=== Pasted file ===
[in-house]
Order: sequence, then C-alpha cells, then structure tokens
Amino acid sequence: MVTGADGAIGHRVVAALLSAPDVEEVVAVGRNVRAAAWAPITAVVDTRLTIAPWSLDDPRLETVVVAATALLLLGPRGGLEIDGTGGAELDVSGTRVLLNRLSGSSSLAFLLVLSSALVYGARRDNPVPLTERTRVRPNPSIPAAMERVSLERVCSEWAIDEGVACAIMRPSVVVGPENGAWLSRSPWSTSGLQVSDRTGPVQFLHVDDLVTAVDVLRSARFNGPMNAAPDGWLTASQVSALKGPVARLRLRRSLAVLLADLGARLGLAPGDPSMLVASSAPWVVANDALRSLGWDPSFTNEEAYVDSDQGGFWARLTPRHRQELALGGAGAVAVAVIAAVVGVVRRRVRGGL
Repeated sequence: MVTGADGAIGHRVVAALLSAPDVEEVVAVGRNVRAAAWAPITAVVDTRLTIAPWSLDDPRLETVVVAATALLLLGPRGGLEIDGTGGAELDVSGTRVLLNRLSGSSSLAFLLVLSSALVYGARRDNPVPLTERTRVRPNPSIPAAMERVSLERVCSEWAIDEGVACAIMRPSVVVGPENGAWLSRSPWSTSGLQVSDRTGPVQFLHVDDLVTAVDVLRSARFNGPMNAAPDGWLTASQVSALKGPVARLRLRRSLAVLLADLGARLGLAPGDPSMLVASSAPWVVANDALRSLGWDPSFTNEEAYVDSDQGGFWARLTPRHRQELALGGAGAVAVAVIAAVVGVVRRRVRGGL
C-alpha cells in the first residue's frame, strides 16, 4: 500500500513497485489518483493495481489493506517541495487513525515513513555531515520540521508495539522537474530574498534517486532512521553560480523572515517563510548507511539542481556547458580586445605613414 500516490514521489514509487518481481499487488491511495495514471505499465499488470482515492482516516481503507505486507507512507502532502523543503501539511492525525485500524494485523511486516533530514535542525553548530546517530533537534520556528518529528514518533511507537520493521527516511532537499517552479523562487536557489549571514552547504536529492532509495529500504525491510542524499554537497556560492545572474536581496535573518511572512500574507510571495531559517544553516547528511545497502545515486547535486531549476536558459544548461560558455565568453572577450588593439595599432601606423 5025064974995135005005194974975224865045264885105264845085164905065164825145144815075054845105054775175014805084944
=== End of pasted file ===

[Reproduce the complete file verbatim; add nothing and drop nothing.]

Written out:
[in-house]
Order: sequence, then C-alpha cells, then structure tokens
Amino acid sequence: MVTGADGAIGHRVVAALLSAPDVEEVVAVGRNVRAAAWAPITAVVDTRLTIAPWSLDDPRLETVVVAATALLLLGPRGGLEIDGTGGAELDVSGTRVLLNRLSGSSSLAFLLVLSSALVYGARRDNPVPLTERTRVRPNPSIPAAMERVSLERVCSEWAIDEGVACAIMRPSVVVGPENGAWLSRSPWSTSGLQVSDRTGPVQFLHVDDLVTAVDVLRSARFNGPMNAAPDGWLTASQVSALKGPVARLRLRRSLAVLLADLGARLGLAPGDPSMLVASSAPWVVANDALRSLGWDPSFTNEEAYVDSDQGGFWARLTPRHRQELALGGAGAVAVAVIAAVVGVVRRRVRGGL
Repeated sequence: MVTGADGAIGHRVVAALLSAPDVEEVVAVGRNVRAAAWAPITAVVDTRLTIAPWSLDDPRLETVVVAATALLLLGPRGGLEIDGTGGAELDVSGTRVLLNRLSGSSSLAFLLVLSSALVYGARRDNPVPLTERTRVRPNPSIPAAMERVSLERVCSEWAIDEGVACAIMRPSVVVGPENGAWLSRSPWSTSGLQVSDRTGPVQFLHVDDLVTAVDVLRSARFNGPMNAAPDGWLTASQVSALKGPVARLRLRRSLAVLLADLGARLGLAPGDPSMLVASSAPWVVANDALRSLGWDPSFTNEEAYVDSDQGGFWARLTPRHRQELALGGAGAVAVAVIAAVVGVVRRRVRGGL
C-alpha cells in the first residue's frame, strides 16, 4: 500500500513497485489518483493495481489493506517541495487513525515513513555531515520540521508495539522537474530574498534517486532512521553560480523572515517563510548507511539542481556547458580586445605613414 500516490514521489514509487518481481499487488491511495495514471505499465499488470482515492482516516481503507505486507507512507502532502523543503501539511492525525485500524494485523511486516533530514535542525553548530546517530533537534520556528518529528514518533511507537520493521527516511532537499517552479523562487536557489549571514552547504536529492532509495529500504525491510542524499554537497556560492545572474536581496535573518511572512500574507510571495531559517544553516547528511545497502545515486547535486531549476536558459544548461560558455565568453572577450588593439595599432601606423 5025064974995135005005194974975224865045264885105264845085164905065164825145144815075054845105054775175014805084944